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I have created a table containing a lot of HTML, in PHP. Once created, I echo it out as a JSON string like this:

echo json_encode($array['table']); 

I then use jQuery.parseJSON(returnString); and try to append it to a div. This only works if I return a string. It does not work when I send HTML (nothing gets returned at all in this case).

Can anyone tell me what is going wrong? Do I need to use some function to parse \ / " ' symbols before sending it to jQuery?

EDIT:

My $arr['table'] looks something like this:

$arr['table'] = "<tr class=\"{$id}\">lalalal</tr>"

My JSON looks like this:

\n\t\t\t\t\t</div>\n\t\t\t\t\tfcds\n\t\t\t\t\t</center>\
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What does your JSON look like? –  Ayman Safadi Dec 31 '11 at 2:11
    
@AymanSafadi: Updated. –  good_evening Dec 31 '11 at 2:12

4 Answers 4

up vote 6 down vote accepted

You shouldn't be sending HTML data via JSON, but rather just "data" and then using javascript to create new HTML elements and modify the dom with those new elements.

A jQuery example:

var json_doc = $.getJSON('http://yourservice.com/yo/');
var tr = $(document.createElement('tr'));
tr.attr('id', json_doc.responseText.id);
tr.html(json_doc.responseText.html);
$('table').append(tr);

Your response from your http://yourservice.com/yo/ would be:

{id: 1, html: "lalalal"}
share|improve this answer
    
"You shouldn't be sending HTML data via JSON" - why? –  good_evening Dec 31 '11 at 2:18
    
Because HTML is not a JavaScript object. I mean, if you really wanted to, you could return {html: '<tr id="id">lalalal</tr>'} and append to your table on the fly, but think about this -- if you ever change your template you're left changing your code as well. If you just provide data in the JSON response, all you have to update is your template & javascript, but leave your server-side code alone. It's about cleanly separating the view from the controller, model, etc. Check out MVC application design. –  tkone Dec 31 '11 at 2:22
    
<snark>Oh, and, also, you wouldn't have this question if you did this :)</snark> –  tkone Dec 31 '11 at 2:23
    
+1. Even though @hey found his mistake, he shouldn't be doing this in the first place. Also, I suggest you change $.get to $.getJSON. Since we're talking about JSON. –  ShadowScripter Dec 31 '11 at 5:03
    
@ShadowScripter: good point. Changed the example for posterity. –  tkone Dec 31 '11 at 15:19

Explanation

As @tkone pointed out: you shouldn't be sending HTML data via JSON, that is not its purpose.
It can be done, but shouldn't be done

Either you output all the HTML, and do all the processing on the server page, and return it as HTML
Like this

PHP (server_page.php)

//Connect
$link = mysql_connect($server, $user, $password);
//Select
mysql_select_db($db, $link);
//Query
$result = mysql_query($query);

$data = $_GET['some_data'];

//Loop
echo "<table id='$data'>";
while($row = mysql_fetch_array($result)){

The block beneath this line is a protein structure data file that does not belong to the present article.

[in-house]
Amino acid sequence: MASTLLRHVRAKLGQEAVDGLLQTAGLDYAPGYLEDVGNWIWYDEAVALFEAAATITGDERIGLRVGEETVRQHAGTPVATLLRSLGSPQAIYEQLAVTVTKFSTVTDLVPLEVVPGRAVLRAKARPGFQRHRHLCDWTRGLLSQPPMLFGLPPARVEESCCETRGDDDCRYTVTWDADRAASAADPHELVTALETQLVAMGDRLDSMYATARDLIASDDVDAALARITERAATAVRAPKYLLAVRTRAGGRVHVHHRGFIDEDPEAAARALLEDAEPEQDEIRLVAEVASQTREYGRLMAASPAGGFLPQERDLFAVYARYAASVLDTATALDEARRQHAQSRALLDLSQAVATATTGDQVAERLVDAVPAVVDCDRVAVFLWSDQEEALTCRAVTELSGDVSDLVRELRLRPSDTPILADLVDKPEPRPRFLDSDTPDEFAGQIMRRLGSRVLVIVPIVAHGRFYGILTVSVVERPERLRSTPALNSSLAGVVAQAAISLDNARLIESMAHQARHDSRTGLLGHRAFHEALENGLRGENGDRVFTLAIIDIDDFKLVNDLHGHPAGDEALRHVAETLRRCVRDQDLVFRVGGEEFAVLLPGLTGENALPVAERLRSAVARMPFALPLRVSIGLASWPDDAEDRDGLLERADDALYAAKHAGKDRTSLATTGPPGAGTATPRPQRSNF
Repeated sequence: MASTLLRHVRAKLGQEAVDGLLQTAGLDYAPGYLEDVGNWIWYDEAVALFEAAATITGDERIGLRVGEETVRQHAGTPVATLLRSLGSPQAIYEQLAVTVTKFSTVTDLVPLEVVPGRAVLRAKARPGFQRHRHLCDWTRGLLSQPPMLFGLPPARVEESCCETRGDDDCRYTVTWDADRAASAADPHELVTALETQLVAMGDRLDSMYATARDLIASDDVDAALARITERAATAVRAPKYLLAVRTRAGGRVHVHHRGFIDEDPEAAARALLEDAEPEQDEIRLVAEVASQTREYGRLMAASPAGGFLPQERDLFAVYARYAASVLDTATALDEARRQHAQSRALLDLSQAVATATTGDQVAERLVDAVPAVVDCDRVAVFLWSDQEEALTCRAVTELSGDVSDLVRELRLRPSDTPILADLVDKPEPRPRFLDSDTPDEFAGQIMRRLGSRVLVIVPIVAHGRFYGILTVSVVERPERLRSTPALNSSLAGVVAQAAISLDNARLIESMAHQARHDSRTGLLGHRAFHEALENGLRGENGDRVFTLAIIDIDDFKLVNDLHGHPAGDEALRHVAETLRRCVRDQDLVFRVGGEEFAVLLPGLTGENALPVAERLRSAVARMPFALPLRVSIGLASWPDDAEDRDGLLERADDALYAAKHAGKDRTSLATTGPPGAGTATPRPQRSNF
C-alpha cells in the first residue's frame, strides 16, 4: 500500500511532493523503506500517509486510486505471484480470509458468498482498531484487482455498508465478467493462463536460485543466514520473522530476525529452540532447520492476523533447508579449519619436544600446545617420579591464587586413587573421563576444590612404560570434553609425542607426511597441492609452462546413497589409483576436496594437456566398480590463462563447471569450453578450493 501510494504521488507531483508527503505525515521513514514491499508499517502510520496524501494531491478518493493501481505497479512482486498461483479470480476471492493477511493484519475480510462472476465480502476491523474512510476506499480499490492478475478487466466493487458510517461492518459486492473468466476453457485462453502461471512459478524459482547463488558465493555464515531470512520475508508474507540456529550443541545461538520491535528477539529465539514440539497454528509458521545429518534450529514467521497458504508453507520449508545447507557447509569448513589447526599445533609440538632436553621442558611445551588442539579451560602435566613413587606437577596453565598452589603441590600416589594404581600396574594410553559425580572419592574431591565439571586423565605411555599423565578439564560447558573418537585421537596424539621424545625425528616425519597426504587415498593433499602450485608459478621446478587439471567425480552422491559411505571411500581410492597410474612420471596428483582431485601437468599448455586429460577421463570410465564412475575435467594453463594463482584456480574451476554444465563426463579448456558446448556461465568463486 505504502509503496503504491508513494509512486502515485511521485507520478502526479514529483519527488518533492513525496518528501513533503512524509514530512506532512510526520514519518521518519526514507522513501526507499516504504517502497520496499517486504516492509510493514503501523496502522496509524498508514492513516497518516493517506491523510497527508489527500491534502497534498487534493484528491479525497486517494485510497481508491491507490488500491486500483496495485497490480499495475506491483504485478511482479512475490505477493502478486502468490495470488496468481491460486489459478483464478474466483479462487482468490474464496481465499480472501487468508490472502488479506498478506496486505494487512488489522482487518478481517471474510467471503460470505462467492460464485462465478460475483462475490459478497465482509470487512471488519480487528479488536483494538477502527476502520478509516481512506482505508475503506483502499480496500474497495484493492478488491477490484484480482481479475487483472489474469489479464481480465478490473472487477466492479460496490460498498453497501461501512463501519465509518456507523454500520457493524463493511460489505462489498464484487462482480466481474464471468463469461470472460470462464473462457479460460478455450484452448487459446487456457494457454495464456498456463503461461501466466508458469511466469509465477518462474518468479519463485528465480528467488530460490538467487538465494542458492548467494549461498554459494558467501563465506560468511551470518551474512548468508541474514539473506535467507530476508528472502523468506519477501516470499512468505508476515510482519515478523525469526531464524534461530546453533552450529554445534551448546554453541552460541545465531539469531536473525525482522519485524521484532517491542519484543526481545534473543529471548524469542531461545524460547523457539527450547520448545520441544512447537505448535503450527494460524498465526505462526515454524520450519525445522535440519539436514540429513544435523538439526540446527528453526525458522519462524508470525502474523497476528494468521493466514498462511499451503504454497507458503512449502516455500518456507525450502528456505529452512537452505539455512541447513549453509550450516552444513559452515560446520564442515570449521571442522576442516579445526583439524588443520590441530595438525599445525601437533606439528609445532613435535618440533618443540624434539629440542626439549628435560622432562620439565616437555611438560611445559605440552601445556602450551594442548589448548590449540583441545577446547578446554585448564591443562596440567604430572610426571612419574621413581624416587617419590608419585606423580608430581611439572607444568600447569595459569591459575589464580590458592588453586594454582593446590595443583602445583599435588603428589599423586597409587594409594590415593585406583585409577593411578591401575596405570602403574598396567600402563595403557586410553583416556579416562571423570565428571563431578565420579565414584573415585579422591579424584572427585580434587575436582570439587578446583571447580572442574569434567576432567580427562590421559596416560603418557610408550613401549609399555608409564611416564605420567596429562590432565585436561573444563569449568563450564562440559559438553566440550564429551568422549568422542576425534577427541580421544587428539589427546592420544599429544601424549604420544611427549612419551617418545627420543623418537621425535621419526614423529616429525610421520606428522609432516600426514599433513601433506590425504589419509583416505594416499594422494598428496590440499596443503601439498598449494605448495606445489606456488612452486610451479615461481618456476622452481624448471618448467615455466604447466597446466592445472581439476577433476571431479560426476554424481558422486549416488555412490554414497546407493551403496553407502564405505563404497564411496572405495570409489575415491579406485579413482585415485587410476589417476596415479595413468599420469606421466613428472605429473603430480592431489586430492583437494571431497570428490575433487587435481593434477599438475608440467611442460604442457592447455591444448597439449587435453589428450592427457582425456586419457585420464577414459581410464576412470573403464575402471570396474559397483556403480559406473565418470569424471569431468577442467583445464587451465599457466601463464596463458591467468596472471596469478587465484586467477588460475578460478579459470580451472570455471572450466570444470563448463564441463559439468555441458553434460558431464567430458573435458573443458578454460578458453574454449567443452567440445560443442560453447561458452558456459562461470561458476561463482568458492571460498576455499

echo "<tr>";
    foreach($row as $key => $value){
        echo "<td>$value</td>";
    }
    echo "</tr>";
}
echo "</table>";

//Cleanup
mysql_free_result($result);
mysql_close($link);

Javascript

var data = {"some_data": "Foobar"};
$.get("server_page.php", data, function(response){
    $("#output").html(response);
});

Or, you output it as JSON information, with data that can then be processed in Javascript
Like this

PHP (server_page.php)

//Connect
$link = mysql_connect($server, $user, $password);
//Select
mysql_select_db($db, $link);
//Query
$result = mysql_query($query);
$num_result = mysql_num_rows($result);    

$data = array(
    "mysql_data" => array(),
    "num_result" = $num_result
);

//Loop
while($row = mysql_fetch_array($result)){
        $data['mysql_data'][] = $row;
}

echo json_encode($data);
//Cleanup
mysql_free_result($result);
mysql_close($link);

Javascript

$.getJSON("server_page.php", function(data){
    alert("Number of rows returned from query: "+data.num_result);
});

But you shouldn't mix the two different methods. You've got to decide where you handle all the logic and pass all the data you need there.


Solution

As you yourself pointed out,

"<tr class=\"{$id}\">lalalal</tr>" 

is incorrect JSON.

It should be

"<tr class='{$id}'>lalalal</tr>"

All JSON has to share the same quotation symbols, ie, if you use " '' " or ' "" '.

I suggest you do all your logic on the server side. You can always send along some data from your Javascript with your request via POST or GET. It goes both ways you know.

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upvote for being a much more complete example of how to resolve the issue –  tkone Dec 31 '11 at 15:20

I think you just need to escape special chars before sending it to jq. I usually use this lib http://phpjs.org/functions/htmlspecialchars:426 to encode special chars...

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I've tried it, didn't help. –  good_evening Dec 31 '11 at 2:14
    
than maybe it's slashes? tried double-escaping? \\n –  Mr. BeatMasta Dec 31 '11 at 2:18

I found a mistake if I can call it like that. After I'd changed \"{$id}\" to '{$id}' it worked.

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